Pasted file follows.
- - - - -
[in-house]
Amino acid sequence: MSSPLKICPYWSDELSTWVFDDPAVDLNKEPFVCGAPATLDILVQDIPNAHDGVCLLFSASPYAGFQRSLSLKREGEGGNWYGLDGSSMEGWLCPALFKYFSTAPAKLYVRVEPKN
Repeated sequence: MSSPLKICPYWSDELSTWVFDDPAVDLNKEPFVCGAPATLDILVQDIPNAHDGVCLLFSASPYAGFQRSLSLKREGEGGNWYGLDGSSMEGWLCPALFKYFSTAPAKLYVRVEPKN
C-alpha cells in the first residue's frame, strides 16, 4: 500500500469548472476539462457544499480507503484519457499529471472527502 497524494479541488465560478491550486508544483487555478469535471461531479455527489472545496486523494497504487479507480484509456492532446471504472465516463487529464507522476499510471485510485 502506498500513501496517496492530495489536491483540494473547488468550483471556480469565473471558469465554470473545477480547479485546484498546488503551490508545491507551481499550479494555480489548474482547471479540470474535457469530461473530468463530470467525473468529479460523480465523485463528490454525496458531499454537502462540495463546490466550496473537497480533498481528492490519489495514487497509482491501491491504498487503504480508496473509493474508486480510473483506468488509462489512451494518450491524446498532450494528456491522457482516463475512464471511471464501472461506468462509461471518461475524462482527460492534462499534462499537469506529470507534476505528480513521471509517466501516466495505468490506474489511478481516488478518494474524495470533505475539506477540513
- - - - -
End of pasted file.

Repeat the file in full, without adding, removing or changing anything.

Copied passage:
[in-house]
Amino acid sequence: MSSPLKICPYWSDELSTWVFDDPAVDLNKEPFVCGAPATLDILVQDIPNAHDGVCLLFSASPYAGFQRSLSLKREGEGGNWYGLDGSSMEGWLCPALFKYFSTAPAKLYVRVEPKN
Repeated sequence: MSSPLKICPYWSDELSTWVFDDPAVDLNKEPFVCGAPATLDILVQDIPNAHDGVCLLFSASPYAGFQRSLSLKREGEGGNWYGLDGSSMEGWLCPALFKYFSTAPAKLYVRVEPKN
C-alpha cells in the first residue's frame, strides 16, 4: 500500500469548472476539462457544499480507503484519457499529471472527502 497524494479541488465560478491550486508544483487555478469535471461531479455527489472545496486523494497504487479507480484509456492532446471504472465516463487529464507522476499510471485510485 502506498500513501496517496492530495489536491483540494473547488468550483471556480469565473471558469465554470473545477480547479485546484498546488503551490508545491507551481499550479494555480489548474482547471479540470474535457469530461473530468463530470467525473468529479460523480465523485463528490454525496458531499454537502462540495463546490466550496473537497480533498481528492490519489495514487497509482491501491491504498487503504480508496473509493474508486480510473483506468488509462489512451494518450491524446498532450494528456491522457482516463475512464471511471464501472461506468462509461471518461475524462482527460492534462499534462499537469506529470507534476505528480513521471509517466501516466495505468490506474489511478481516488478518494474524495470533505475539506477540513